• The listing catalog server 138 may be arranged to receive and respond to the query with a response including the requested event information for the upcoming events. In some embodiments, the response provided by the listing catalog server 138 may include event information delivered via a web feed or other suitable delivery mechanism. While the event information may be received by the server-side web application implemented by the third party 114 via a request/response mechanism, it can be appreciated that alternatively and/or additionally, the listing catalog server 138 may periodically push event information to the server-side web application implemented by the third party 114 in some implementations.
  • Exemplary event information parameters that may be included in the response from the network-based system 110 are described below in the following table.
  • Event Information Parameter Table
    Event Parameter Details
    act_primary Home Team Mascot
    act_secondary Away Team Mascot
    active_type 1 = active event
    0 = inactive event
    allowedtosell 1 = general public allowed to sell tickets
    0 = generatl public not allowed to sell tickets
    ancestorGenreIds List of parent IDs, in order of hierarchy,
    identifying browsing path to reach the node
    ancestorGeoIds List of geography IDs, in order of hierarchy,
    identifying browsing path to reach the
    geography node
    canceled 1 = event has been canceled
    0 = event has not been canceled
    channel Name of the top level genre in the
    breadcrumb trail tied to the event
    channelId ID of the top level genre in the breadcrumb
    trail tied to the event
    channelUrlPath URL path for the top level genre in the
    breadcrumb trail tied to the event
    channel_facet_str ID and Name of the top level genre in the
    breadcrumb trail tied to the event
    city City of the event
    date_last_modified Time of last change to the event
    description Name of the event
    eventDate_facet_str Month and year of the event, numeric
    (yyyy-mm) and alpha (month, yyyy)
    eventGeoDescription Name of venue
    event_date Date and time of the event (GMT)
    event_date_local yyyy-mm-dd of the event
    event_date_time Date and local time of the event
    event_id Unique ID of the event
    event_time_local Local time of the event
    genreUrlPath URL path for the parent genre of the event
    genre_parent ID of the parent genre of the event
    geoUrlPath URL path for the venue of the event
    geography_parent ID of the parent geo of the venue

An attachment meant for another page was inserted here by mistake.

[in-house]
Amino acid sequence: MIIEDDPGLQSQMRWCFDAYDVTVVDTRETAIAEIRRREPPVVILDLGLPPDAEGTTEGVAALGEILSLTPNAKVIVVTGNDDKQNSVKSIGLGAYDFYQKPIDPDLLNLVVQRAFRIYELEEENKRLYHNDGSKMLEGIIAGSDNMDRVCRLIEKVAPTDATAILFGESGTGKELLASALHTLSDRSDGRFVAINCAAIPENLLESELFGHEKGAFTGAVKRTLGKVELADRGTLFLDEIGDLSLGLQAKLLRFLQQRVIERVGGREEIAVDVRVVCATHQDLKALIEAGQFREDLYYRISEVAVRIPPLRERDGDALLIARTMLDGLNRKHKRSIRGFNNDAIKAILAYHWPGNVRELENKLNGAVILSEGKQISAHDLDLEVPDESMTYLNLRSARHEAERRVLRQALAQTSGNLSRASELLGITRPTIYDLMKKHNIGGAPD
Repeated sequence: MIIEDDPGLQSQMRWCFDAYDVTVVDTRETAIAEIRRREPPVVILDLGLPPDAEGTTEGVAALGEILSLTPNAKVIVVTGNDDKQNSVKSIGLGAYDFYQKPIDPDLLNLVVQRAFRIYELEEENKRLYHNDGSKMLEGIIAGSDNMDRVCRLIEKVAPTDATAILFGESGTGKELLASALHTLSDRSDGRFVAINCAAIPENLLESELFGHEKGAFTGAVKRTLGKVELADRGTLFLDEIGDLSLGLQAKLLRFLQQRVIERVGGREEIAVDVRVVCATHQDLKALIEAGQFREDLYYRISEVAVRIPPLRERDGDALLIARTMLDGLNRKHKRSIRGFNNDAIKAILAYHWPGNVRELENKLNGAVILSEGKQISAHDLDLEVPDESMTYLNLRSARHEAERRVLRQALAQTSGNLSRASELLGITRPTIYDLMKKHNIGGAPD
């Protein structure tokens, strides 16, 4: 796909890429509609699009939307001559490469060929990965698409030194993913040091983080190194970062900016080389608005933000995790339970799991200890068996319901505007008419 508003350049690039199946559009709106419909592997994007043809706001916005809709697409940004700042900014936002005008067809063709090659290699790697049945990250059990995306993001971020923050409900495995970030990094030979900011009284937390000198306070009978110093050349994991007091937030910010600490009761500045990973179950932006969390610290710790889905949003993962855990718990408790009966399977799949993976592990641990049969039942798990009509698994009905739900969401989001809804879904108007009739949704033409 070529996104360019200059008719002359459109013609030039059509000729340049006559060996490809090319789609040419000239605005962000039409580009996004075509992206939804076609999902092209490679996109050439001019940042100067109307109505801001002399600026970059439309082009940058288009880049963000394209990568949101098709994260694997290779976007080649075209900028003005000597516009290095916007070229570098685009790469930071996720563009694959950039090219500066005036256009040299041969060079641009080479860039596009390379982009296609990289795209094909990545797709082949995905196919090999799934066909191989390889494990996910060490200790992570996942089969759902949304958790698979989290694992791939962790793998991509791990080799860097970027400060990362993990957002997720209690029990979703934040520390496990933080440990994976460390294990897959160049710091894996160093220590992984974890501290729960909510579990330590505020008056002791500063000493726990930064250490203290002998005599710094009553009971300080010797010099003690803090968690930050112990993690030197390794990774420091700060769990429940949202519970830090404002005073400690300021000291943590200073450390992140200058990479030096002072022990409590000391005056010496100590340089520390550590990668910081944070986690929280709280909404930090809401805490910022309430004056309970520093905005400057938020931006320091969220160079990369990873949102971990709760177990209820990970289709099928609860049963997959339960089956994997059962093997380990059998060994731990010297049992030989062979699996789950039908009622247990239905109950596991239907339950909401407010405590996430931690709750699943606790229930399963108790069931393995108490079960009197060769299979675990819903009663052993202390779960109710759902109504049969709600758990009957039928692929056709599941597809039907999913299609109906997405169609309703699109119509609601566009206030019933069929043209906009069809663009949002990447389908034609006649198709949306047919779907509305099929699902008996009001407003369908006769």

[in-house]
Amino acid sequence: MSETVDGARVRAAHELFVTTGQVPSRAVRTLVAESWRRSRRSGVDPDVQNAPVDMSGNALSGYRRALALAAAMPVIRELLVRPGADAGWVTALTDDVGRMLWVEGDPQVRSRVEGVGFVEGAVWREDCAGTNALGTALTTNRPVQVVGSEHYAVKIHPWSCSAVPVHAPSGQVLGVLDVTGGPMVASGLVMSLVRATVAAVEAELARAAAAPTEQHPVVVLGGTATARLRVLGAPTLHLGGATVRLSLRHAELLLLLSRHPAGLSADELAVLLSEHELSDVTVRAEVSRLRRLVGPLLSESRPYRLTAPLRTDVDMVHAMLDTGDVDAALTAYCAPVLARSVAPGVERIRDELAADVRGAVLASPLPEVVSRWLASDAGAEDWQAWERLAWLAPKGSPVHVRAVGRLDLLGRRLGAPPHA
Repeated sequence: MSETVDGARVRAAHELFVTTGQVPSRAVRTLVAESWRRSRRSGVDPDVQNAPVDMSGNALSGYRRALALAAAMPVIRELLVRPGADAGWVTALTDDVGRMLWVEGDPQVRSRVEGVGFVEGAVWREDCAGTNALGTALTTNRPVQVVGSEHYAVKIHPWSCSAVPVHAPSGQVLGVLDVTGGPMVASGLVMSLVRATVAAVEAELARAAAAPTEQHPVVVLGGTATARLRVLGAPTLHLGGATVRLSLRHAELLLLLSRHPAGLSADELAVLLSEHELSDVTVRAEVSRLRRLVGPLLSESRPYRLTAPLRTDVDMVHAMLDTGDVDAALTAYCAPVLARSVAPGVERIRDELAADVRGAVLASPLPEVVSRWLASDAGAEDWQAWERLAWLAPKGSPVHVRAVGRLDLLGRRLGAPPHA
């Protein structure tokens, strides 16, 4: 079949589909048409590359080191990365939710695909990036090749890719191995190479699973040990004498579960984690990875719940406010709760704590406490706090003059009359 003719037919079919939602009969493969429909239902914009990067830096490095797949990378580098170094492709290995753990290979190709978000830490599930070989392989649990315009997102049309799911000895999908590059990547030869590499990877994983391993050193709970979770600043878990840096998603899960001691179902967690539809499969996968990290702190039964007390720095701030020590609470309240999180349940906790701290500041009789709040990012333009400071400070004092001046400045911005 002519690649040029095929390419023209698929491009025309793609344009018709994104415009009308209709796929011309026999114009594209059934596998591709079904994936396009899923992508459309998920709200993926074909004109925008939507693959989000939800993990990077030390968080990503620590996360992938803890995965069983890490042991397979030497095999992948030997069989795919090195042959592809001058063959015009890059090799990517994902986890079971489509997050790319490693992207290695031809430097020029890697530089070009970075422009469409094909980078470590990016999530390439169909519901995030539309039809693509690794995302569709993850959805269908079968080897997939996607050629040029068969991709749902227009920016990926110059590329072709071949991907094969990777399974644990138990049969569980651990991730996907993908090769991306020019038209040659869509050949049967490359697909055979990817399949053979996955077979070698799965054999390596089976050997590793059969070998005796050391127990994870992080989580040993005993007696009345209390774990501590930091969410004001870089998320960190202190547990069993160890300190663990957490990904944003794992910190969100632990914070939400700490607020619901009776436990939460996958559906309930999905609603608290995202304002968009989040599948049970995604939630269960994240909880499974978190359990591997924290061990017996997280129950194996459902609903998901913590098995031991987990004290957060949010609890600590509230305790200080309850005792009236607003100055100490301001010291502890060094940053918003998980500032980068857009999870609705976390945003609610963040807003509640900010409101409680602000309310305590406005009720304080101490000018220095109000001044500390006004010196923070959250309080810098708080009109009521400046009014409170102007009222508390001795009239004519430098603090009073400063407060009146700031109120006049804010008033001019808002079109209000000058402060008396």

hide_event_date 1 = event date hidden
    0 = event date not hidden
    id ID of the event
    last_chance Date and time to delist the event used in
    place of the actual event date due to
    shipping rules
    maxPrice Highest ticket price for the event
    maxSeatsTogether Maximum number of successive seats that
    can be purchased together
    minPrice Lowest ticket price for the event
    name_primary Event match-up using team mascots (e.g.,
    Mets vs Braves)
    name_secondary Full name of the away team (e.g., New York
    Mets)
    spark_event_flag Event marked as a “hot” event
    state State of the event
    totalPostings Number of actual postings for the event
    totalTickets Actual number of tickets listed for the event
    venue_config_id Configuration of the venue for the event
  • It can be appreciated that, in some implementations, not all of the event information parameters included in the table may be necessary to perform certain operations. Accordingly, when all parameters are included in a response, the response may be parsed to extract only those parameters that are needed. Alternatively, the query and/or the response may be configured to request and respond with only certain parameters. It also can be appreciated that different event information parameters and/or additional event information parameters than those described in the table may be used.
  • In accordance with various embodiments, the listing catalog server 138 may support the capabilities of the network-based system 110 to prioritize and process updated inventory information for event listing by responding to queries and providing access to, organizing, and/or storing event information the active events database 154. When prioritizing and processing updated inventory information for event listings, the network-based system 110 and/or the listing catalog server 138 may provide various domain-based capabilities (e.g., API capabilities). Exemplary inventory domain capabilities may include, without limitation, defining inventory entities, creating/updating/deleting inventory, getting inventory for a seller for an event, getting an inventory skeleton (e.g., tree of events for which inventory is available) for a seller, re-parenting inventory to a new event, deactivating inventory, and/or event granularity and en masse operations. Exemplary inventory/catalog domain capabilities may include, without limitation, finding matching events, creating placeholder events (e.g., for partial matches), scrubbing inventory for venue, and/or adding an alias to an event if a placeholder event maps directly to an existing event. Exemplary inventory/seller domain capabilities may include, without limitation, creating/updating/retrieving a listing manager file profile.